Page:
An assault at the workplace by one employee on another is normally seen as very serious misconduct. This is primarily because of the harm that is or could be caused to the victim of assault and to workplace harmony.
Despite this, employers are often wrong in dismissing employees accused of assault even if the assault is a serious one. The reason for this is that the employer too often reacts emotively to alleged assault due to the grievous nature of the offence. This diverts the employer’s attention from the cold, hard facts when assessing whether dismissal is appropriate in the circumstances.
This can be disastrous for the employer because section 188(1)(a) of the Labour Relations Act (LRA) makes it clear that the employer cannot fire an employee without good cause.
Therefore, if you are an employer and you believe your employee has failed to keep to your rules you must carry out an in depth misconduct investigation into the allegations. This is in order to gather solid proof that the employee is in fact guilty and deserves to be dismissed as opposed to some other, more appropriate corrective action.
Should the employee dispute a dismissal via the CCMA you would have the onus of proving that the dismissal was fair. If you fail to convince the arbitrator of this you could be forced to reinstate your employee and/or pay him/her a year’s salary or more!
A case in point is that of Vereeniging Refractories vs NETU obo Botes (1998 3 BALR 377. In this case the employee was dismissed for assaulting a labourer. The supervisor said that, when he had questioned the labourer’s whereabouts, the labourer had sworn at him, hit him and kicked him. When the supervisor saw a knife in the labourer’s hand he pushed the labourer in self-defence.
The arbitrator found that it was uncertain exactly what had happened but that the supervisor’s version of events could have been true. The arbitrator further found that it was the employer’s duty to prove that the employee was guilty. In this case it was found that the employer had failed to prove that the supervisor had not acted in self-defence. The arbitrator therefore found the dismissal to be unfair and reinstated the employee.
In FEDCRAW obo Boymans (1999 8 BALR 900 CCMA) Boymans was dismissed for assault. She brought witnesses to the arbitration hearing to show that she had merely acted in self-defence. The employer brought no witnesses to the arbitration hearing and instead entered a written statement into evidence. The arbitrator found that the employer had not proved that the employee was guilty of assault and declared the dismissal to be unfair.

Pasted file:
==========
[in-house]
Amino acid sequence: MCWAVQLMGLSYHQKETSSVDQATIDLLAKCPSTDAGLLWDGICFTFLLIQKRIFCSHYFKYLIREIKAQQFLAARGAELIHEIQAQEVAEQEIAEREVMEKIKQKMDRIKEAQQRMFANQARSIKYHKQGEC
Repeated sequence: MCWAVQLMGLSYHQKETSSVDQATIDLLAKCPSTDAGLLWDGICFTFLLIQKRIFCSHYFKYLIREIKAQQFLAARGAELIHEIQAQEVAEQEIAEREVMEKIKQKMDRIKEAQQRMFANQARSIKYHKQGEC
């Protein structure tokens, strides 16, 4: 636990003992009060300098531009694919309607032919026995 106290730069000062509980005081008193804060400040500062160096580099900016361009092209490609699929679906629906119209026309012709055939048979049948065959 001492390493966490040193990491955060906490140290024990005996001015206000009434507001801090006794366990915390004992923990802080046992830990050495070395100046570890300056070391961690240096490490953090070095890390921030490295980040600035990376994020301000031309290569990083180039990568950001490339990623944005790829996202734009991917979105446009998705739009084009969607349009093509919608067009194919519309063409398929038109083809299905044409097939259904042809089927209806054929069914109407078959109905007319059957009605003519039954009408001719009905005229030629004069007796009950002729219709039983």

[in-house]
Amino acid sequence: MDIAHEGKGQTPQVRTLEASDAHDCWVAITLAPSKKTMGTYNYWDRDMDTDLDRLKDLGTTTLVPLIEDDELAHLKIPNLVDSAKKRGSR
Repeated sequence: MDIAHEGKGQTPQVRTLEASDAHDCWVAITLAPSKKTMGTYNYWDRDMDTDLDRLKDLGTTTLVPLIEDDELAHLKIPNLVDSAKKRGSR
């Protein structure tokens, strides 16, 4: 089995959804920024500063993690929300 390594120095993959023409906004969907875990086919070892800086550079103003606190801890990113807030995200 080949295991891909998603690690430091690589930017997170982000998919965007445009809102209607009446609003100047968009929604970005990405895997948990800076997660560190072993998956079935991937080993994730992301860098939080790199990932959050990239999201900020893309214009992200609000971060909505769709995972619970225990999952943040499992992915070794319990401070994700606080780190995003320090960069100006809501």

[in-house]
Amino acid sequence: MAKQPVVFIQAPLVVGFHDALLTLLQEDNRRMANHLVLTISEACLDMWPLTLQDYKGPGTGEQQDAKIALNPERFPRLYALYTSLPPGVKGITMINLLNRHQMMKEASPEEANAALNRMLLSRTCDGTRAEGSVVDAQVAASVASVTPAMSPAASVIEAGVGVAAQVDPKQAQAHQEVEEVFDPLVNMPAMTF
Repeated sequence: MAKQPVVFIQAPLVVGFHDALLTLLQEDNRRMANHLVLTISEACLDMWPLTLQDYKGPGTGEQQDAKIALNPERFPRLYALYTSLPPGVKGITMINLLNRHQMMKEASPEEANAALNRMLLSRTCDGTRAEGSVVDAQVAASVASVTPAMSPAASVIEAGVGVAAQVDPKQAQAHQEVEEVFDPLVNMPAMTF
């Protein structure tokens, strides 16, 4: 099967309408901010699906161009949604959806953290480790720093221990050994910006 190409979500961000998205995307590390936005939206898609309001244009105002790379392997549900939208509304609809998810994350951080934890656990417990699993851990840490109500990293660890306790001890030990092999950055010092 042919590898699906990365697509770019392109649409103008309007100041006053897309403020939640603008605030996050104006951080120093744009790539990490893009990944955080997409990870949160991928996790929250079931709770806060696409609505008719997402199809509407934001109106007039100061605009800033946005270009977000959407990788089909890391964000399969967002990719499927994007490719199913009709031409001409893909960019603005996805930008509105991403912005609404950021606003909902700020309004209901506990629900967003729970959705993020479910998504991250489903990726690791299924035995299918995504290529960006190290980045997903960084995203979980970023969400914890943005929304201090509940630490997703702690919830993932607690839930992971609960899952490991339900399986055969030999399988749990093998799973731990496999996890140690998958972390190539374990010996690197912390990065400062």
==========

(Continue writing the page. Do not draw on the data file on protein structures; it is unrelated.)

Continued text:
In NUM obo Mbalane vs Bank Colliery (2000 3 BALR 358) Mbalane was dismissed for assaulting a child. However, the arbitrator found that the employer had relied on hearsay evidence in trying to prove its case. The dismissal was therefore found to be unfair and the employee was reinstated.
In Metrorail vs SATAWU (2000 10 BALR1208) an employee assaulted a manager. The arbitrator agreed that the employee had been guilty of assault but accepted that the reason for the assault was not, as alleged, his reluctance to work under a fellow employee. Instead the arbitrator found that the victim of the assault had made racist remarks which had provoked the assault. This mitigating circumstance rendered the penalty of dismissal too harsh and the employee was reinstated.
Employers should take note of the following principles emanating from the cases described above:
• Assault does not automatically merit dismissal of the accused
• Hitting, pushing or other physical acts do not always constitute assault. The employer has the legal duty to prove that the employee was in fact guilty of assault
• Self defence is accepted as a mitigating factor and could therefore mean that dismissal is uncalled for
• At arbitration the employer is highly unlikely to succeed with proving its case if it fails to identify, prepare and bring witnesses to convince the arbitrator that its allegations of misconduct are valid and that the dismissal was fair
• Hearsay evidence cannot be relied upon to prove a case
• Provocation is likely to render dismissal for assault to be too harsh a penalty
• Where the employee alleges that the assault was provoked the employer needs to disprove this claim in order to convince an arbitrator that dismissal is justified
• Arbitrators will not hesitate to reinstate, with full back-pay, employees guilty of assault if the employer has failed to do its homework properly
• Dismissal of an employee must be preceded by a thorough investigation, collection of solid proof and the presentation of such proof in a watertight manner
• If you, the employer, are not a labour law expert you should acquire intensive training or hire someone expert in the law to handle the disciplinary process.
To book for our Johannesburg seminar on DEFEATING THE DANGERS OF DISMISSAL please contact Ronni on firstname.lastname@example.org or 0845217492.
Written by lvan lsraelstam, Chief Executive of Labour Law Management Consulting. He may be contacted on (011) 888-7944 or 0828522973 or on e-mail address: email@example.com. Web address: www.labourlawadvice.co.za. This article first appeared in The Star.